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Should cyclists have to buy a greenslip?

buy a green slip

All vehicle owners in NSW must be covered by a greenslip in case they injure or kill someone on the road. While drivers can injure or kill cyclists, cyclists can also injure or kill other road users. Yet, they won’t be properly compensated unless the rider can pay. Should cyclists have to buy a greenslip?

Few cyclists have insurance

Everyone who is injured or killed by a motorist is covered by a greenslip. This means a cyclist who is injured or killed in a road accident can claim against the greenslip of the driver involved. When the cyclist doesn’t know the identity of the driver (or the driver is uninsured), they can still claim against the nominal defendant.

It doesn’t work the other way around. Most cyclists are not covered by insurance. Some cycling bodies, such as Bicycle Network, do include personal injury and/or public liability insurance with their membership fees. Other cyclists may have insurance for just their bicycles and other property. But no cyclist is required to buy a CTP greenslip.

However, what happens when a cyclist on the footpath injures a pedestrian or other cyclist? The injured person may seek compensation from the negligent cyclist who has hit them.

Even if the cyclist is liable, the chances of the pedestrian being able to make a claim depends on the wealth of the cyclist. If they are not insured, or have very low funds, the injured person won’t receive the compensation they need. This is the original reason why a green slip was mandated for motorists.

Are cyclists required to ride safely?

Just as motorists have to follow the road rules and take reasonable care to avoid injuring other road users, so must cyclists. They have to follow the road rules and take reasonable care while using the roads.

For example, all riders in NSW must wear a helmet while cycling or be fined $349. This fine is much higher than for most cycling offences, eg:

  • Ride bike on footpath – $116
  • Bike rider move into path of pedestrian or driver – $116
  • Ride bike too close to rear of vehicle – $116

However, there is a hefty fine of $464 for cycling that is negligent, furious or reckless.

As our earlier blog said, some cyclists prefer to ride on bicycle paths, rather than on the roads.

Do cyclists have to use bicycle paths?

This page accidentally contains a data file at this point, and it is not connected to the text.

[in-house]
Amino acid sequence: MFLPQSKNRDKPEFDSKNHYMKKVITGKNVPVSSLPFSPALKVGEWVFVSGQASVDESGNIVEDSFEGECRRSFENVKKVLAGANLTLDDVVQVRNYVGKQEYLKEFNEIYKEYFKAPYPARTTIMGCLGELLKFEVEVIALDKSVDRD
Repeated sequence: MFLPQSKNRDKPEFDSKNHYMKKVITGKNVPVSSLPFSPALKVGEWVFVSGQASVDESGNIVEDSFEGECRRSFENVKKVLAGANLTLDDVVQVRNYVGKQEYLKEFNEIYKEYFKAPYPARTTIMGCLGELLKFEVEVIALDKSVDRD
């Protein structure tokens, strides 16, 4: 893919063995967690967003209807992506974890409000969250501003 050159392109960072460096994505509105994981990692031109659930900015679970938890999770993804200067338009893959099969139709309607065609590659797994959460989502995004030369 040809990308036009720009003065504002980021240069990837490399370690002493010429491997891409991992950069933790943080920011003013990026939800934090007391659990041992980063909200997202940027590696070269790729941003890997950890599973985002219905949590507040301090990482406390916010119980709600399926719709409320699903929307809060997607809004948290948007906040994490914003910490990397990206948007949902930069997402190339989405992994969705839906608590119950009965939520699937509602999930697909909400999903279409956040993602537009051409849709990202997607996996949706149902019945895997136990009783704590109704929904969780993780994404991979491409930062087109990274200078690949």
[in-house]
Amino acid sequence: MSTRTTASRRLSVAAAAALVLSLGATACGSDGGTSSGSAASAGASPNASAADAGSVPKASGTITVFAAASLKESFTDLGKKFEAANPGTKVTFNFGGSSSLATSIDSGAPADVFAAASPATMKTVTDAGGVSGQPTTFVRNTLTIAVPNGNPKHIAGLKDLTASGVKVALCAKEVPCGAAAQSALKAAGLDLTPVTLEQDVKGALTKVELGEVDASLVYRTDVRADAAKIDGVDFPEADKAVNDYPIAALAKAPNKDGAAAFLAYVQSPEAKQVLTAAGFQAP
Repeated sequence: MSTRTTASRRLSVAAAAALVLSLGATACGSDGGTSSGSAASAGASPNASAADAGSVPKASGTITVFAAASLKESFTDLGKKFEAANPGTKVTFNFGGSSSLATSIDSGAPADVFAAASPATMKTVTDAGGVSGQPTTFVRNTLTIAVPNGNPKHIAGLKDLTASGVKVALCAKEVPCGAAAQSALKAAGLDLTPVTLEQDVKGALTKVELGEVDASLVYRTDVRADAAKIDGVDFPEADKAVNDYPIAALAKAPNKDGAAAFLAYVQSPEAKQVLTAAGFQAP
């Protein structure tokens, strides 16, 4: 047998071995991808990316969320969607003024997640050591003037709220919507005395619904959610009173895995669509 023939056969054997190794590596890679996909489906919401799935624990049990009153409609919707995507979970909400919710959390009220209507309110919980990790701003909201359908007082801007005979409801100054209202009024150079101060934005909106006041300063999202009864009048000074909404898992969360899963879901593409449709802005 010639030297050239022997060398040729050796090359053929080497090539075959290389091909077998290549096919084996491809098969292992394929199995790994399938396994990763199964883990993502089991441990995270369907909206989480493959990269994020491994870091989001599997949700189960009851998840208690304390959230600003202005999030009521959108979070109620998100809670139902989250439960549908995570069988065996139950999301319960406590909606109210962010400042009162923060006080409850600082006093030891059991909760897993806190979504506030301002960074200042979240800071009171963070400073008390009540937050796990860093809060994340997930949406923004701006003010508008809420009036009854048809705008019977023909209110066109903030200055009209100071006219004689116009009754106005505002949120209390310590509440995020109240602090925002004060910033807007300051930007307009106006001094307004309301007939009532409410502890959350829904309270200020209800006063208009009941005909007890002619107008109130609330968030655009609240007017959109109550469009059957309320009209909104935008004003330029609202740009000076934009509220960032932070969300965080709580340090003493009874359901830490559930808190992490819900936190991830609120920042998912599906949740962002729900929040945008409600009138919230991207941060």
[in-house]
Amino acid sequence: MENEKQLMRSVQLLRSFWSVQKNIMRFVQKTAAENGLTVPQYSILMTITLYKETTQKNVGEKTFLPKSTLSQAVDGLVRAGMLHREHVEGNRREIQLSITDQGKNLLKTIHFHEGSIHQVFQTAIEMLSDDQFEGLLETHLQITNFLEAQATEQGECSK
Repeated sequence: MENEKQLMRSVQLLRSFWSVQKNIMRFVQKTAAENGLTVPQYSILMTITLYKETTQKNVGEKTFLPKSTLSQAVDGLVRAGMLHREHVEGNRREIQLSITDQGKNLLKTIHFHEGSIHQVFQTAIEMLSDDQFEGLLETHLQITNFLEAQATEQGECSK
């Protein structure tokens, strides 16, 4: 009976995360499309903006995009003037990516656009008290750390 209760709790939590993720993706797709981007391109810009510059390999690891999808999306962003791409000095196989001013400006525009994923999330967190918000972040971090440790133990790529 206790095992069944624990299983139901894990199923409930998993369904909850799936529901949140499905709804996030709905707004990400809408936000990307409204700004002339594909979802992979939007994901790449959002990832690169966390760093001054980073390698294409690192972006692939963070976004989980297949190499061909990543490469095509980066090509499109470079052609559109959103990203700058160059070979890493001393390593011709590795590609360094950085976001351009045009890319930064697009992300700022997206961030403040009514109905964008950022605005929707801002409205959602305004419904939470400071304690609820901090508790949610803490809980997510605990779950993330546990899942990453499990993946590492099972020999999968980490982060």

If cyclists don’t use nearby bicycle paths, are they taking reasonable care? For example, if cyclists ignore the bicycle path, ride on the road and are injured, should they be able to claim on the green slip of the car involved?

It would be interesting to know how many cyclists and motorists are aware of the difference between bicycle paths and bicycle lanes. In fact, the rules are different for each one:

  • When a bicycle lane is marked on the road, riders must use it unless it’s not practical.
  • Bicycle paths are off-road and are optional for bicycle riders to use.

Of course, it is up to a lawyer to decide whether a cyclist has been negligent or not in choosing one or the other.

How many cycling accidents happen in Sydney?

Statistics for the last 5 years in the Sydney LGA show cyclists are far more likely to be injured than die in a road accident:

  • 2 male cyclists died.
  • 396 cyclists had minor or serious injuries.
  • 72% (285) of cyclists who had any injuries were male.
  • 112 cyclists with any injuries were female.

Most at risk generally were older, male bicycle riders. In the past 5 years, 100 male (21 female) cyclists, 40-69, died or were injured in the Sydney LGA. They were also more likely to crash fatally on high speed roads at above 40 kph.

Where are the accident black spots?

Oxford St is the city’s busiest cycle route. More cycle crashes are reported in this street than anywhere else in the City of Sydney.

During peak hour:

Peak hour bicycle trips across the Sydney LGA increased by 18% in March 2023, compared to last year. As more people take up cycling in the City of Sydney, the chances of accidents with pedestrians or motorists are likely to increase.

Should cyclists have to buy a greenslip?

Some people believe cyclists, like motorists, should be registered to use the roads. If they were registered, they would be covered by a CTP green slip in a road accident.

Opposition to this idea has been strong. After all, cyclists don’t create any wear and tear on the roads. The chances of a cyclist killing or injuring a motorist or pedestrian are much lower than for a motorist travelling in a heavy, fast-moving vehicle.

The Queensland government has said the cost to the public of administering a registration scheme for cyclists outweighs its benefits. In NSW, even the idea that cyclists should at least carry compulsory ID was scrapped in December 2016 after a survey found 93% already did.

Another alternative would be to mandate public liability insurance for regular cyclists in the CBD and on high speed roads. Public liability insurance is sometimes required for activities that are not inherently dangerous, such as busking. It could be argued that mandatory public liability insurance for cyclists would at least protect pedestrians or motorists who are injured by them. Then it would be up to the cyclist to decide whether or not to have personal injury insurance.

Should cyclists have to buy a green slip? What do you think?

Also see The war between drivers and cyclists.

Make sure your green slip is up to date.

 

author image

Corrina Baird

Writer and Researcher, greenslips.com.au

Corrina used to lend her car to her kids and discovered what Ls, Ps and demerits mean for greenslips. After 20 years in financial services and over 9 years with greenslips.com.au, she’s an expert in the NSW CTP scheme. Read more about Corrina

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